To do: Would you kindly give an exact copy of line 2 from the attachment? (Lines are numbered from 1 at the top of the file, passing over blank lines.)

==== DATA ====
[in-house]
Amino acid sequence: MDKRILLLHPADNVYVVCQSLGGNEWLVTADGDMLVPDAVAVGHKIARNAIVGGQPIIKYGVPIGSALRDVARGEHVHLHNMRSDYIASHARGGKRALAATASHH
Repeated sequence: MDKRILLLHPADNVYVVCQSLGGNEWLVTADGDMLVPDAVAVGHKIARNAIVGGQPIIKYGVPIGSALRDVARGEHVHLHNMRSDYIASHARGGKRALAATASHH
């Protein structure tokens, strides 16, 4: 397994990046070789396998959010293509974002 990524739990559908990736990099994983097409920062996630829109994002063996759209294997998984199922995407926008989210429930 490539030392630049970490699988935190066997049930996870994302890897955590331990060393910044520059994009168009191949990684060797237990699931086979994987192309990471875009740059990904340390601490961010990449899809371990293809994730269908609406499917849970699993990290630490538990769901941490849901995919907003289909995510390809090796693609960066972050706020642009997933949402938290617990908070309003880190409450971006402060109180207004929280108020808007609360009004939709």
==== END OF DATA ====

Amino acid sequence: MDKRILLLHPADNVYVVCQSLGGNEWLVTADGDMLVPDAVAVGHKIARNAIVGGQPIIKYGVPIGSALRDVARGEHVHLHNMRSDYIASHARGGKRALAATASHH